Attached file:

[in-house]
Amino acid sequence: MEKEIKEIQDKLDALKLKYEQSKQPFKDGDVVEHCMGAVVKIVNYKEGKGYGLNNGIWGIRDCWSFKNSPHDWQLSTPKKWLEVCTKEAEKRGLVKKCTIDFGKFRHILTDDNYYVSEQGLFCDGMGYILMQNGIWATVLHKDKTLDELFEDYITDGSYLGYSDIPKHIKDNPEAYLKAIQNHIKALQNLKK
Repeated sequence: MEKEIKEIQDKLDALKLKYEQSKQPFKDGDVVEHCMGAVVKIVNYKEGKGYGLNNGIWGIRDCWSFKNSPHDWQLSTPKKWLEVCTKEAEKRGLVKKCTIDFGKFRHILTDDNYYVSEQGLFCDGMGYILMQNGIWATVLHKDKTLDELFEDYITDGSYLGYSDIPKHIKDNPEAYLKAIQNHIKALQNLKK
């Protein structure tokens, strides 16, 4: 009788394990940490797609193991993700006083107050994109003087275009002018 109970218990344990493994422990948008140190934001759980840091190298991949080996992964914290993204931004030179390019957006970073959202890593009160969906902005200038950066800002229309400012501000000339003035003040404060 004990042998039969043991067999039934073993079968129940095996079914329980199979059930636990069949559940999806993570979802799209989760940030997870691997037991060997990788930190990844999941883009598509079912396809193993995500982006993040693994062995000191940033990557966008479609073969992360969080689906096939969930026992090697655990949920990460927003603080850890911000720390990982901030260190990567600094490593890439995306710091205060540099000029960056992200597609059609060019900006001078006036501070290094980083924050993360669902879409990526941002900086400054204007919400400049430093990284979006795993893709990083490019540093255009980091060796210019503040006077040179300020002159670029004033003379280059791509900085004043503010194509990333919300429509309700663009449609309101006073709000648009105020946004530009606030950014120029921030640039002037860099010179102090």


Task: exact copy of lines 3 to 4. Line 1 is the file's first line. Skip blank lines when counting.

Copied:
Repeated sequence: MEKEIKEIQDKLDALKLKYEQSKQPFKDGDVVEHCMGAVVKIVNYKEGKGYGLNNGIWGIRDCWSFKNSPHDWQLSTPKKWLEVCTKEAEKRGLVKKCTIDFGKFRHILTDDNYYVSEQGLFCDGMGYILMQNGIWATVLHKDKTLDELFEDYITDGSYLGYSDIPKHIKDNPEAYLKAIQNHIKALQNLKK
């Protein structure tokens, strides 16, 4: 009788394990940490797609193991993700006083107050994109003087275009002018 109970218990344990493994422990948008140190934001759980840091190298991949080996992964914290993204931004030179390019957006970073959202890593009160969906902005200038950066800002229309400012501000000339003035003040404060 004990042998039969043991067999039934073993079968129940095996079914329980199979059930636990069949559940999806993570979802799209989760940030997870691997037991060997990788930190990844999941883009598509079912396809193993995500982006993040693994062995000191940033990557966008479609073969992360969080689906096939969930026992090697655990949920990460927003603080850890911000720390990982901030260190990567600094490593890439995306710091205060540099000029960056992200597609059609060019900006001078006036501070290094980083924050993360669902879409990526941002900086400054204007919400400049430093990284979006795993893709990083490019540093255009980091060796210019503040006077040179300020002159670029004033003379280059791509900085004043503010194509990333919300429509309700663009449609309101006073709000648009105020946004530009606030950014120029921030640039002037860099010179102090």